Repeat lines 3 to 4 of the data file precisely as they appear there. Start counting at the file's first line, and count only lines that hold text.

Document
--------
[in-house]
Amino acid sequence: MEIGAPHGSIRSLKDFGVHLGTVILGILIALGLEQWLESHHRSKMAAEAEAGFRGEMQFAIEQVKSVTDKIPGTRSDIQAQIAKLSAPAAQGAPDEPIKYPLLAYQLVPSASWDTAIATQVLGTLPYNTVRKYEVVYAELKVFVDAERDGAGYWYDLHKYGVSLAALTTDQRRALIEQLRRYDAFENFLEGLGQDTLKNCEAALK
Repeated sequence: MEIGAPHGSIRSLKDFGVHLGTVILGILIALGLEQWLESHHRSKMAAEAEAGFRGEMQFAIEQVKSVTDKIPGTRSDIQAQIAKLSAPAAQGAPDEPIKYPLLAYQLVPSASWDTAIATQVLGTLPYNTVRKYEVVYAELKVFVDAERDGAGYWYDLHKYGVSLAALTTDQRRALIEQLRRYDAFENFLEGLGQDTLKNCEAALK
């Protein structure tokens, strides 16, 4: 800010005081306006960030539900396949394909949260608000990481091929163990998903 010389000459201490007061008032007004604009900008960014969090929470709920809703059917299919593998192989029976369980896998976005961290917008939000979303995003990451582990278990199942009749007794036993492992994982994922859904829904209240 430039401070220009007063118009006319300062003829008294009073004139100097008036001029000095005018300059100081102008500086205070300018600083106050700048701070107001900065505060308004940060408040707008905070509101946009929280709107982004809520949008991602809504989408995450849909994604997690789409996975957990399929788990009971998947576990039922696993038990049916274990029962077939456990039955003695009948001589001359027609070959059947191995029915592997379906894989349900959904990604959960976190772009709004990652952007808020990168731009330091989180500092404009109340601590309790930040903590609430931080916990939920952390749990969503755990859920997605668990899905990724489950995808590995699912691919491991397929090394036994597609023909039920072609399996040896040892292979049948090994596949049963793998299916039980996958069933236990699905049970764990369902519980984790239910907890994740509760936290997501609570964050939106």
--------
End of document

Repeated sequence: MEIGAPHGSIRSLKDFGVHLGTVILGILIALGLEQWLESHHRSKMAAEAEAGFRGEMQFAIEQVKSVTDKIPGTRSDIQAQIAKLSAPAAQGAPDEPIKYPLLAYQLVPSASWDTAIATQVLGTLPYNTVRKYEVVYAELKVFVDAERDGAGYWYDLHKYGVSLAALTTDQRRALIEQLRRYDAFENFLEGLGQDTLKNCEAALK
């Protein structure tokens, strides 16, 4: 800010005081306006960030539900396949394909949260608000990481091929163990998903 010389000459201490007061008032007004604009900008960014969090929470709920809703059917299919593998192989029976369980896998976005961290917008939000979303995003990451582990278990199942009749007794036993492992994982994922859904829904209240 430039401070220009007063118009006319300062003829008294009073004139100097008036001029000095005018300059100081102008500086205070300018600083106050700048701070107001900065505060308004940060408040707008905070509101946009929280709107982004809520949008991602809504989408995450849909994604997690789409996975957990399929788990009971998947576990039922696993038990049916274990029962077939456990039955003695009948001589001359027609070959059947191995029915592997379906894989349900959904990604959960976190772009709004990652952007808020990168731009330091989180500092404009109340601590309790930040903590609430931080916990939920952390749990969503755990859920997605668990899905990724489950995808590995699912691919491991397929090394036994597609023909039920072609399996040896040892292979049948090994596949049963793998299916039980996958069933236990699905049970764990369902519980984790239910907890994740509760936290997501609570964050939106």